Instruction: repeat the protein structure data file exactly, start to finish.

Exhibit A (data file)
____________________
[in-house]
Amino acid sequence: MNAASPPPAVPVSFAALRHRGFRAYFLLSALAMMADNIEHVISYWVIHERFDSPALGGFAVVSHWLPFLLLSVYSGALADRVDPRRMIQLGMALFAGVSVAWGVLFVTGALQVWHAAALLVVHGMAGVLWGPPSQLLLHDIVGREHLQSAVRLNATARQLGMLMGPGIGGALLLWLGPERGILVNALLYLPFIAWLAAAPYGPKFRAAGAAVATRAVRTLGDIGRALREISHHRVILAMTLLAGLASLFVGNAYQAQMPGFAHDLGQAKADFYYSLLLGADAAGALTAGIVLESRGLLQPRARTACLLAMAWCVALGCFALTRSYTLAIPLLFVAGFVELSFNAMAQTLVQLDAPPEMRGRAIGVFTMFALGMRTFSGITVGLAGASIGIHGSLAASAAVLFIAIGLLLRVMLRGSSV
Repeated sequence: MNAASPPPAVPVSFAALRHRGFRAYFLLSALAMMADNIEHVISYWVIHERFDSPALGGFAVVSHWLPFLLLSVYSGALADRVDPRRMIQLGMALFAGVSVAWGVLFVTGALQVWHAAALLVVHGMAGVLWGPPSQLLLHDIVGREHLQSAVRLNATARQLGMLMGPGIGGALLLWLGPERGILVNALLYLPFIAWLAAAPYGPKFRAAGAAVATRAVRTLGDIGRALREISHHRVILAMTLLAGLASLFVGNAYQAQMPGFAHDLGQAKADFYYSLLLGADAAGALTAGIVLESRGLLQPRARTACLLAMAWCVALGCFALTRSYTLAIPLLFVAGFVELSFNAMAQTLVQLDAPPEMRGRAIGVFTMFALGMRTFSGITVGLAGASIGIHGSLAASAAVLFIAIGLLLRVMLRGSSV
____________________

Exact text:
[in-house]
Amino acid sequence: MNAASPPPAVPVSFAALRHRGFRAYFLLSALAMMADNIEHVISYWVIHERFDSPALGGFAVVSHWLPFLLLSVYSGALADRVDPRRMIQLGMALFAGVSVAWGVLFVTGALQVWHAAALLVVHGMAGVLWGPPSQLLLHDIVGREHLQSAVRLNATARQLGMLMGPGIGGALLLWLGPERGILVNALLYLPFIAWLAAAPYGPKFRAAGAAVATRAVRTLGDIGRALREISHHRVILAMTLLAGLASLFVGNAYQAQMPGFAHDLGQAKADFYYSLLLGADAAGALTAGIVLESRGLLQPRARTACLLAMAWCVALGCFALTRSYTLAIPLLFVAGFVELSFNAMAQTLVQLDAPPEMRGRAIGVFTMFALGMRTFSGITVGLAGASIGIHGSLAASAAVLFIAIGLLLRVMLRGSSV
Repeated sequence: MNAASPPPAVPVSFAALRHRGFRAYFLLSALAMMADNIEHVISYWVIHERFDSPALGGFAVVSHWLPFLLLSVYSGALADRVDPRRMIQLGMALFAGVSVAWGVLFVTGALQVWHAAALLVVHGMAGVLWGPPSQLLLHDIVGREHLQSAVRLNATARQLGMLMGPGIGGALLLWLGPERGILVNALLYLPFIAWLAAAPYGPKFRAAGAAVATRAVRTLGDIGRALREISHHRVILAMTLLAGLASLFVGNAYQAQMPGFAHDLGQAKADFYYSLLLGADAAGALTAGIVLESRGLLQPRARTACLLAMAWCVALGCFALTRSYTLAIPLLFVAGFVELSFNAMAQTLVQLDAPPEMRGRAIGVFTMFALGMRTFSGITVGLAGASIGIHGSLAASAAVLFIAIGLLLRVMLRGSSV